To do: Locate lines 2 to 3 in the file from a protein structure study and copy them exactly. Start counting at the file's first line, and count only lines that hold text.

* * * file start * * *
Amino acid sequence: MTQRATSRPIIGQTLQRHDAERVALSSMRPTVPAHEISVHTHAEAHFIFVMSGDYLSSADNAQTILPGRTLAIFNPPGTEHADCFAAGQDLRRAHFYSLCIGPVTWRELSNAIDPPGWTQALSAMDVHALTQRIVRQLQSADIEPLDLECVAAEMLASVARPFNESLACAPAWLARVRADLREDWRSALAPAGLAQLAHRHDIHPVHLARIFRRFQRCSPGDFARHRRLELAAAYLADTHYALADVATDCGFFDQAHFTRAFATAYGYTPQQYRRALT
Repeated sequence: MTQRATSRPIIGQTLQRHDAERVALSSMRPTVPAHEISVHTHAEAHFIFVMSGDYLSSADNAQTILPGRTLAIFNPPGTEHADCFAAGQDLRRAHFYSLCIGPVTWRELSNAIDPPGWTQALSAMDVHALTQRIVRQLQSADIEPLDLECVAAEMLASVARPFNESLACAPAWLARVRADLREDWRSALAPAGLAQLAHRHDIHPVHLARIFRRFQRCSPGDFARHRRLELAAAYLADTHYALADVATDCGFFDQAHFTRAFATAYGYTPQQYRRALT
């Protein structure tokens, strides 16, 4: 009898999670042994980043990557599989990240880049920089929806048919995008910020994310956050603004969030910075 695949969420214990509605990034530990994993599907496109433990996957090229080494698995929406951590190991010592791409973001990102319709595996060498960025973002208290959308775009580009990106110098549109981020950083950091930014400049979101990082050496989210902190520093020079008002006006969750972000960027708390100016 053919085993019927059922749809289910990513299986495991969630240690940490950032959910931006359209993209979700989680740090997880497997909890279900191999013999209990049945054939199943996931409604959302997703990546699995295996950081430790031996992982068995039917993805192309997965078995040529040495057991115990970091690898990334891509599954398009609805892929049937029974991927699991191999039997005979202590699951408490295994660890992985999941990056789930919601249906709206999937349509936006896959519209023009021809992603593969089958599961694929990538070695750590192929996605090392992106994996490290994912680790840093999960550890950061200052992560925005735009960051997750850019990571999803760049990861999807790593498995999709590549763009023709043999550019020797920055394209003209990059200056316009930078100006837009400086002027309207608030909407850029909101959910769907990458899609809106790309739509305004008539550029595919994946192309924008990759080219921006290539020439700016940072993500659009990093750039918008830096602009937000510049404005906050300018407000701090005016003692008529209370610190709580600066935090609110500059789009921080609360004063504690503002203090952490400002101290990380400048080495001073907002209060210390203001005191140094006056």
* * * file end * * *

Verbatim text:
Repeated sequence: MTQRATSRPIIGQTLQRHDAERVALSSMRPTVPAHEISVHTHAEAHFIFVMSGDYLSSADNAQTILPGRTLAIFNPPGTEHADCFAAGQDLRRAHFYSLCIGPVTWRELSNAIDPPGWTQALSAMDVHALTQRIVRQLQSADIEPLDLECVAAEMLASVARPFNESLACAPAWLARVRADLREDWRSALAPAGLAQLAHRHDIHPVHLARIFRRFQRCSPGDFARHRRLELAAAYLADTHYALADVATDCGFFDQAHFTRAFATAYGYTPQQYRRALT
């Protein structure tokens, strides 16, 4: 009898999670042994980043990557599989990240880049920089929806048919995008910020994310956050603004969030910075 695949969420214990509605990034530990994993599907496109433990996957090229080494698995929406951590190991010592791409973001990102319709595996060498960025973002208290959308775009580009990106110098549109981020950083950091930014400049979101990082050496989210902190520093020079008002006006969750972000960027708390100016 053919085993019927059922749809289910990513299986495991969630240690940490950032959910931006359209993209979700989680740090997880497997909890279900191999013999209990049945054939199943996931409604959302997703990546699995295996950081430790031996992982068995039917993805192309997965078995040529040495057991115990970091690898990334891509599954398009609805892929049937029974991927699991191999039997005979202590699951408490295994660890992985999941990056789930919601249906709206999937349509936006896959519209023009021809992603593969089958599961694929990538070695750590192929996605090392992106994996490290994912680790840093999960550890950061200052992560925005735009960051997750850019990571999803760049990861999807790593498995999709590549763009023709043999550019020797920055394209003209990059200056316009930078100006837009400086002027309207608030909407850029909101959910769907990458899609809106790309739509305004008539550029595919994946192309924008990759080219921006290539020439700016940072993500659009990093750039918008830096602009937000510049404005906050300018407000701090005016003692008529209370610190709580600066935090609110500059789009921080609360004063504690503002203090952490400002101290990380400048080495001073907002209060210390203001005191140094006056």